Meanwhile, the Minister of Foreign Affairs and Worship a.i. of Costa Rica, Christian Guillermet-Fernández, reaffirmed the “Caribbean First” strategy promoted by ECLAC and indicated that his country has the strong conviction that through closer collaboration and greater integration in Latin America and the Caribbean, we will all be able to get ahead. His speech was viewed as particularly relevant since it was the first time that a Latin American country holding ECLAC’s pro tempore presidency participated in a meeting of the CDCC’s Monitoring Committee in a prominent way.

“We can only properly address the structural problems that have prevailed for a long time in our region, which have been aggravated by the pandemic and by the effects of climate change, through transformative social and economic solutions, based on the principles of solidarity and international cooperation, in their distinct modalities,” Costa Rica’s acting Foreign Minister emphasized.

In his remarks, the Minister of Finance, Economic Planning and Information Technology of Saint Vincent and the Grenadines, Camillo Gonsalves, called for not looking back in pursuit of a past status quo, but instead look forward, with history as a guide and not as a destination. “We must accelerate regional integration and not pause integration within the Caribbean region,” he declared.

“COVID-19 has been one of the worst economic times in the individual histories of the countries in the Caribbean region. Many of the tourism-dependent countries in the Caribbean have been economically battered in a way that is unprecedented, even without contemplating challenges related to debt and to the existential threats prompted by climate change and the impacts of disasters, such as this year with the eruption of the La Soufrière volcano in my country,” he stressed.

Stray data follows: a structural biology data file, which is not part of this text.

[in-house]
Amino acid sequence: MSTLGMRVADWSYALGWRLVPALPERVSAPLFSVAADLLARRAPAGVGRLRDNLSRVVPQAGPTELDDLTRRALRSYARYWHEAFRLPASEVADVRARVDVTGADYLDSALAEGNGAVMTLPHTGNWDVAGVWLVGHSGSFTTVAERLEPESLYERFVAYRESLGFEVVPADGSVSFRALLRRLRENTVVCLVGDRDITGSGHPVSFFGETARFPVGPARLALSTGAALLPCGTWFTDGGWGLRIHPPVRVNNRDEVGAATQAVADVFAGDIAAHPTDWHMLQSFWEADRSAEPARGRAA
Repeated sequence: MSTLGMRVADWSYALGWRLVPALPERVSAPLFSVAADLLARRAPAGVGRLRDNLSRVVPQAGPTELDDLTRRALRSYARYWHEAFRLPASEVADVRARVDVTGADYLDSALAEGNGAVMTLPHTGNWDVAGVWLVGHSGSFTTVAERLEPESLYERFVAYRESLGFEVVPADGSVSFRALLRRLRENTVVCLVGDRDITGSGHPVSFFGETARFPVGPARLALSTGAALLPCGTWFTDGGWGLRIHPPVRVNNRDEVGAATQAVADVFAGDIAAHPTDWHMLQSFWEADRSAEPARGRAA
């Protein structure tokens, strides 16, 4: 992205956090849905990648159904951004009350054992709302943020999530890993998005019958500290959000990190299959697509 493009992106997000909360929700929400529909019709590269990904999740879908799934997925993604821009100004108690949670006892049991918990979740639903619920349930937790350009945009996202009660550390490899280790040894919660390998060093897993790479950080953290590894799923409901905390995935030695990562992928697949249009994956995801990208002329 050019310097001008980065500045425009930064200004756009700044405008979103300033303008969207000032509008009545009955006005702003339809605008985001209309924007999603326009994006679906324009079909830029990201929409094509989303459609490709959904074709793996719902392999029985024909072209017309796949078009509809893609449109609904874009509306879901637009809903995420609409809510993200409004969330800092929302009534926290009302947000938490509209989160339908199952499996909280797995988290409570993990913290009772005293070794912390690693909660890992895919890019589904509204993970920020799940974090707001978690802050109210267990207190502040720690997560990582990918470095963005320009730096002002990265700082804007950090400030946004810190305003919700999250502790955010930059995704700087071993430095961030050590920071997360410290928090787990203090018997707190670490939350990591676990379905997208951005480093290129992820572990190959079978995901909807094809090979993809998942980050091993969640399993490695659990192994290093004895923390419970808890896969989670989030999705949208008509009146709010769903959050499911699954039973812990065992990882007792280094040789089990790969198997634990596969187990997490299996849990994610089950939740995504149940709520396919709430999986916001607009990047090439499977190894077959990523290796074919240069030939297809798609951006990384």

In her presentation of the document on the post-COVID-19 recovery in the Caribbean, Alicia Bárcena underscored that the Caribbean faces a triple crisis, unleashed by climate phenomena and aggravated by COVID-19, which causes growing economic and financial distress. “We are facing a protracted health disaster that reveals the structural inequalities of Latin America and the Caribbean,” she indicated.

With regard to non-communicable diseases (NCDs) – the topic of which was addressed in a special seminar held on Thursday, November 4 – she noted that the Caribbean is one of the subregions with the highest prevalence of NCDs and that the pandemic has strained health systems and exposed systemic limitations for managing public health emergencies such as pandemics.

She added that ECLAC’s projections point to the Caribbean growing 4.1% in 2021 and 7.8% in 2022. Employment and real household income will not return to pre-pandemic levels in the short or medium term, which will lead to lower standards of living for several years.

“We are observing ‘one crisis upon another crisis’ in the Caribbean. We urgently need a vulnerability index that would enable us to better understand the multidimensional nature of the problems that the subregion faces… To build a new future, the Caribbean needs to strengthen food security, promote economic diversification, strengthen disaster management, improve social protection, and bolster the health infrastructure to respond to COVID-19,” Bárcena explained.